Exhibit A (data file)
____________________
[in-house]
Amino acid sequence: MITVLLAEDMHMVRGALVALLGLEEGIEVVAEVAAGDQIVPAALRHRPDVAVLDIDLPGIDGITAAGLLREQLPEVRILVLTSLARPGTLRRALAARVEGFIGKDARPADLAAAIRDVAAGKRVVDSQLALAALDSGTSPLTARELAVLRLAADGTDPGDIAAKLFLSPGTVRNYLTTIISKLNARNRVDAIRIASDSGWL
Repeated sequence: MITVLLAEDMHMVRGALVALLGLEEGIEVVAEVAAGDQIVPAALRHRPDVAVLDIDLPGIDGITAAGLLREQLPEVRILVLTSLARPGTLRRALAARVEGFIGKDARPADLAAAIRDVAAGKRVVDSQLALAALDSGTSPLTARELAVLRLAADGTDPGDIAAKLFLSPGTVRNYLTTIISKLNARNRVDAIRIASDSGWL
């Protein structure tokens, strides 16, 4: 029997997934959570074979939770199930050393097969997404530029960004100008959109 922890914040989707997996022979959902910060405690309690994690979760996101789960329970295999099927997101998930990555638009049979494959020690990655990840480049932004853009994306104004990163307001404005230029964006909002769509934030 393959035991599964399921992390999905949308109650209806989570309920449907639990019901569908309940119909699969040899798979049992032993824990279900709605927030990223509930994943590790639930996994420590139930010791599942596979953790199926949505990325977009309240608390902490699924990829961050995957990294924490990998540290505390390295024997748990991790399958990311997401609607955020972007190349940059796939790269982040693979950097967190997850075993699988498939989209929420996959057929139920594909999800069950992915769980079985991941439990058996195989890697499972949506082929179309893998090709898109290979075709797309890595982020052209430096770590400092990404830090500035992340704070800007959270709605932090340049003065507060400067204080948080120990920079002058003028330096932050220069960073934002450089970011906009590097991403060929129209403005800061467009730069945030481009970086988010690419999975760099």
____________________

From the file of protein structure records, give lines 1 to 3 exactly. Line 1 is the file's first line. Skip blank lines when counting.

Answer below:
[in-house]
Amino acid sequence: MITVLLAEDMHMVRGALVALLGLEEGIEVVAEVAAGDQIVPAALRHRPDVAVLDIDLPGIDGITAAGLLREQLPEVRILVLTSLARPGTLRRALAARVEGFIGKDARPADLAAAIRDVAAGKRVVDSQLALAALDSGTSPLTARELAVLRLAADGTDPGDIAAKLFLSPGTVRNYLTTIISKLNARNRVDAIRIASDSGWL
Repeated sequence: MITVLLAEDMHMVRGALVALLGLEEGIEVVAEVAAGDQIVPAALRHRPDVAVLDIDLPGIDGITAAGLLREQLPEVRILVLTSLARPGTLRRALAARVEGFIGKDARPADLAAAIRDVAAGKRVVDSQLALAALDSGTSPLTARELAVLRLAADGTDPGDIAAKLFLSPGTVRNYLTTIISKLNARNRVDAIRIASDSGWL